The secret to her academic success just might also fulfill her wildest, unspoken dreams.
This is a coming of age tale about a young girl studying abroad who is struggling to cope with adult responsibilities and feels the need to be held accountable for her actions, or rather inactions.
In order to fulfil her desires Mira makes some mistakes and suffers for it, but I found it realistic considering how young and naïve she was. I liked her and though her struggles to come to grips with a new culture were interesting.
Her crush on her tutor was cute but not romantic love. In fact, the story hardly counts as a romance since the actual love interest only appears briefly in the final chapter.
This would have been annoying if the sequel, Mira’s Miracle had not been available immediately and in that case I may have been tempted to only give 4 stars. The books really need to be read together.
Gay Pride and Prejudice by Kate Christie
My rating: 5 of 5 stars
For the Bennet sisters, life in quiet Hertfordshire County is about to change. Netherfield Hall has just been let to a single man of large fortune. But while it is true that such a man is generally considered to be in want of a wife, it is equally true that not all men desire female companionship, just as not every woman dreams of being married.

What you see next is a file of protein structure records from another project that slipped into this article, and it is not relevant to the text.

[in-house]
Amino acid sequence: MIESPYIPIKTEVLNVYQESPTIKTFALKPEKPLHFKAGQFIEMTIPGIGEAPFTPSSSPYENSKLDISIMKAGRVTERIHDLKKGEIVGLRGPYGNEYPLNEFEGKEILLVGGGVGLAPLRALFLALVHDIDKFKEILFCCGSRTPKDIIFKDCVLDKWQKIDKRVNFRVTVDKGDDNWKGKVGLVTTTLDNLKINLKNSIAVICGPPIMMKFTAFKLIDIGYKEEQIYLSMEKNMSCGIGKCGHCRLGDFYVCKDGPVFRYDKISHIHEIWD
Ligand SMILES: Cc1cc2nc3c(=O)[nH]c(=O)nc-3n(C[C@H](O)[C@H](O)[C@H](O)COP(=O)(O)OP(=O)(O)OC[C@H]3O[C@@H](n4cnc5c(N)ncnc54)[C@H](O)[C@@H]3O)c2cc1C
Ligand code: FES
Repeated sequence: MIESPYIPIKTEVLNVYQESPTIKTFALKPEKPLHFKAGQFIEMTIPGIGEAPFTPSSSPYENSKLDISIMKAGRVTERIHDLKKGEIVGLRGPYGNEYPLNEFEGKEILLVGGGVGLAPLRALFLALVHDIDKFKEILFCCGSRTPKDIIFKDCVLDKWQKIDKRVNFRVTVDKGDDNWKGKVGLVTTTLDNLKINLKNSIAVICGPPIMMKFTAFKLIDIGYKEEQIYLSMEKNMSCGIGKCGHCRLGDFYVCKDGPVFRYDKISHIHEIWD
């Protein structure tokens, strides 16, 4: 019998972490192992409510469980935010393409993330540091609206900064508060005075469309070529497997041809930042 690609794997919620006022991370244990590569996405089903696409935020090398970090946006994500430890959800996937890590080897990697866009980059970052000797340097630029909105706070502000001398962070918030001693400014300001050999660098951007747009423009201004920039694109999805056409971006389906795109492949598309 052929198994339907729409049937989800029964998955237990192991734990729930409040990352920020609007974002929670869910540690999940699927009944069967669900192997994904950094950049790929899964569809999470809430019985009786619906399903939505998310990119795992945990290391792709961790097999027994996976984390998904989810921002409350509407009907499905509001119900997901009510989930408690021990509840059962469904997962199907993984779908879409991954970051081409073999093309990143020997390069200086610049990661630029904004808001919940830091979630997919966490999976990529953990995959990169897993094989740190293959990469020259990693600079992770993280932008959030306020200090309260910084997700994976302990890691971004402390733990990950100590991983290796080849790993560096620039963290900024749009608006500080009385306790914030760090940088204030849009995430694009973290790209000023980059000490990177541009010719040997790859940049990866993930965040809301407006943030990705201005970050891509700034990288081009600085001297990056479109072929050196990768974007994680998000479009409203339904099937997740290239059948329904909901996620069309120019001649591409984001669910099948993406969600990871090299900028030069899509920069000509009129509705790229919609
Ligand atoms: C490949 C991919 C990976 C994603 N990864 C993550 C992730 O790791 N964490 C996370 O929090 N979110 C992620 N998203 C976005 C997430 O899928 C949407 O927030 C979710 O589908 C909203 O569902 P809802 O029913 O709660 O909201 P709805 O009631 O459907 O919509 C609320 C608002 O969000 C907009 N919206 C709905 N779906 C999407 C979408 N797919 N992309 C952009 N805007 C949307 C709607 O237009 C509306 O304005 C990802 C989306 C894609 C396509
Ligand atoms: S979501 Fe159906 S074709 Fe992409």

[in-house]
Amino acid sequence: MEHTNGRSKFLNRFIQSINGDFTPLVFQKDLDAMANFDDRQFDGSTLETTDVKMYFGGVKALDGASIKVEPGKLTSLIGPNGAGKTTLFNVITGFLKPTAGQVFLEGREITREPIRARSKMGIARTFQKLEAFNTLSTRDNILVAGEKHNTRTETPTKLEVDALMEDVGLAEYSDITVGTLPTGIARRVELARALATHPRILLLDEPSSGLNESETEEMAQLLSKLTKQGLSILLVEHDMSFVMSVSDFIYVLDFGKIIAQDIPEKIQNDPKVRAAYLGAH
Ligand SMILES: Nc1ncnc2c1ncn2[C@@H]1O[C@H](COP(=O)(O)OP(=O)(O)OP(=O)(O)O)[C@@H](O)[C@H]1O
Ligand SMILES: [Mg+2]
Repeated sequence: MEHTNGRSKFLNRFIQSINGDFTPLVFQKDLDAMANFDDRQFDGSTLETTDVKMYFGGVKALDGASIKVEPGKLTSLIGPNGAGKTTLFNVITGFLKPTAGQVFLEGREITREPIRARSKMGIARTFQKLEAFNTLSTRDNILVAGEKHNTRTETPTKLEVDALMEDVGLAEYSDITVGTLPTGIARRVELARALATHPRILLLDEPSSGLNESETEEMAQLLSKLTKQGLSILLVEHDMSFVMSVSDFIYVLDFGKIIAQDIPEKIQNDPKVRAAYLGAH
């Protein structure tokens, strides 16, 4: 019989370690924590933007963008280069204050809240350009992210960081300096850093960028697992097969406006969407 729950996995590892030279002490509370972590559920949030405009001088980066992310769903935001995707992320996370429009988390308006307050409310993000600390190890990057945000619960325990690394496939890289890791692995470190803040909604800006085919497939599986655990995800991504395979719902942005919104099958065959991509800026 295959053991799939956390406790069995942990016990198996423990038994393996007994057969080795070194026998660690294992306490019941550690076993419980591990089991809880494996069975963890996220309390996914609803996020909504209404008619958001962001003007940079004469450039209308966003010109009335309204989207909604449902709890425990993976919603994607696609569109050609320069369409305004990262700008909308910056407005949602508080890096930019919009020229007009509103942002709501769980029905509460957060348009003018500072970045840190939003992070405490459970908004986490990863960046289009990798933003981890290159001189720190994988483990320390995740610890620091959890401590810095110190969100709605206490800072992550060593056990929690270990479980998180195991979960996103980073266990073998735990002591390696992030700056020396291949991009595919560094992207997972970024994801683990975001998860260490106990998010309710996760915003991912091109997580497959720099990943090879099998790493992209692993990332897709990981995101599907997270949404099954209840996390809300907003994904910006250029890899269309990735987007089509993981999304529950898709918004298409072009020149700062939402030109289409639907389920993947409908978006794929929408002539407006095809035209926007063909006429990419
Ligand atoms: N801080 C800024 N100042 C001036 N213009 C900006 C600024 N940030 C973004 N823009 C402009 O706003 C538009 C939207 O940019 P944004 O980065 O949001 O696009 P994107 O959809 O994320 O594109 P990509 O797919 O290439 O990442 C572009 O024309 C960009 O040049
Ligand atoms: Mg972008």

Like other variations on Jane Austen’s classic romance novel, Gay Pride & Prejudice poses a question: What if some among Austen’s characters preferred the company of their own sex? In this queer revision of the acclaimed original, Kate Christie offers an alternate version of love, friendship, and marriage for Elizabeth Bennet, Mr. Darcy, and their friends. But even as the path to love veers from the straight and narrow, the destination remains much the same.
A queering of Pride and Prejudice – how delightful!
I loved this book and thought Kate Christie did a great job making just enough changes that the same-sex attractions seem realistic. Her additions fitted well with Austen’s original style.
The new Mr Bennet was particularly funny.
A great read, if you like the classics but heterosexual romance isn’t your cup of tea!
The Way Home by Anastasia Vitsky
My rating: 5 of 5 stars
Natalie always wanted a little sister. Kat didn’t know she was allowed to want anything…or anyone.